Huawei sues US over government ban on its products

Huawei sues US over government ban on its products

China’s Huawei claims the ban on US agencies using its products violates the constitution. Photograph: Dado Ruvić/Reuters

Huawei is suing the US over a government ban on its products, raising the stakes in a protracted diplomatic incident between China, the US and Canada, where a Huawei senior executive is facing extradition.

In a statement on Thursday, the company said it had filed a lawsuit in the US district court in Plano, Texas, calling for the ban on US government agencies buying Huawei equipment or services to be overturned.

According to Huawei, the ban, a provision of the National Defence Authorisation Act signed by Donald Trump in August, also prevents government agencies using third-party contractors who use Huawei products. It alleges that by singling out Huawei for punishment without trial, the US has violated its own constitution.

“This ban not only is unlawful, but also restricts Huawei from engaging in fair competition, ultimately harming US consumers. We look forward to the court’s verdict, and trust that it will benefit both Huawei and the American people,” said Guo Ping, Huawei’s chairman.

Huawei: Meng Wanzhou sues Canadian government over arrest

Huawei’s chief financial officer, Meng Wanzhou, the daughter of the company’s founder, is facing extradition proceedings in Canada where she was arrested in December at the request of the US. Meng faces charges in the US of bank fraud and violating US sanctions on Iran. Within 10 days, Chinese authorities detained two Canadians, a former diplomat and a businessman, accusing them of endangering the country’s national security.

The incident has kicked off what is likely to be months, if not years, of legal battles as well as continued diplomatic tensions. Meng is suing the Canadian government, border agency and the national police force for detaining and interrogating her before informing her she was under arrest.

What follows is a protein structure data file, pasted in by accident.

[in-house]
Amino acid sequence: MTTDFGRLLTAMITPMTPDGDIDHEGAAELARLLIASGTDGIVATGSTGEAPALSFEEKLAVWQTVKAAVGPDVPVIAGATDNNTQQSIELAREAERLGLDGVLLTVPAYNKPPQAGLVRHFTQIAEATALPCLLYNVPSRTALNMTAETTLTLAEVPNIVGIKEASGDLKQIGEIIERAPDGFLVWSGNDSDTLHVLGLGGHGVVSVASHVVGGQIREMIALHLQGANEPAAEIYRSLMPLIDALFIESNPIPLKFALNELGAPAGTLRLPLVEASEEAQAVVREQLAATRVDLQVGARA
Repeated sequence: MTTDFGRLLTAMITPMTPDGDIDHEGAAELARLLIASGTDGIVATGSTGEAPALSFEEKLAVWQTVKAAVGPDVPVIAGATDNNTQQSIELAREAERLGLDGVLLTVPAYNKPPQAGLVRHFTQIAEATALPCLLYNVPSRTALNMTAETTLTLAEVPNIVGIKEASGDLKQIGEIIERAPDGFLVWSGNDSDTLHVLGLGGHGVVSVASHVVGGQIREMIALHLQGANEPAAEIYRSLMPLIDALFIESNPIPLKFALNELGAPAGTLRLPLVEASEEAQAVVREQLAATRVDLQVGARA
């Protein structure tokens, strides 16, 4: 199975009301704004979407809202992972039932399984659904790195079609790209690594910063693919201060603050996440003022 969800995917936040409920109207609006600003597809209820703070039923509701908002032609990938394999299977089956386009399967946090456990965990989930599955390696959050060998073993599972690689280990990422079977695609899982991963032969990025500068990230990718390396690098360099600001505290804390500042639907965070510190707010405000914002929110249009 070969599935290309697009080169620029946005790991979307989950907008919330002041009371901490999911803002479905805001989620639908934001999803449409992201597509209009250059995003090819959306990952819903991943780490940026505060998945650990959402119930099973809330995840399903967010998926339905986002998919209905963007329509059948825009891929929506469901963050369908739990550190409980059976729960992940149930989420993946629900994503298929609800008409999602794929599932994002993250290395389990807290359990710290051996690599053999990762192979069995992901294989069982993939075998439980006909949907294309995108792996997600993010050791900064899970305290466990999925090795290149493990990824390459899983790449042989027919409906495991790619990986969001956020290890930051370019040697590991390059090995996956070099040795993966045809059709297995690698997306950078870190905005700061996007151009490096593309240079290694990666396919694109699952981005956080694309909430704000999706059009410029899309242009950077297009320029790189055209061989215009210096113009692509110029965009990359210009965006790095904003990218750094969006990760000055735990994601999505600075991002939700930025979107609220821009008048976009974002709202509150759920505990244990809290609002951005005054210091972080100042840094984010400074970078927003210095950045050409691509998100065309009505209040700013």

After Canada approved the beginning of the extradition process last week, Chinese authorities released a statement further detailing allegations against the detained Canadians, of being co-conspirators in stealing Chinese intelligence.

The lawsuit follows several months of a global public relations push by Huawei, which is facing growing suspicion over possible connections with the Chinese government. Huawei, whose founder was a former military officer and longtime party member, is one of China’s largest companies. Under the country’s national intelligence law, it would be required to cooperate with Chinese authorities if asked.

Huawei is the world’s largest supplier of telecoms equipment, second-largest smartphone maker as well as a global leader in 5G wireless networks. The US has been lobbying its allies to block Huawei technology from their developing 5G networks. Australia and New Zealand have moved to restrict use of Huawei equipment while the UK and Germany are considering restrictions.

Huawei executives have continued to insist on the company’s independence and transparency. Song Liuping, Huawei’s chief legal officer, described the US ban as based on “numerous false, unproven and untested propositions”.

“Huawei is not owned, controlled, or influenced by the Chinese government. Moreover, Huawei has an excellent security record and program. No contrary evidence has been offered,” he said.

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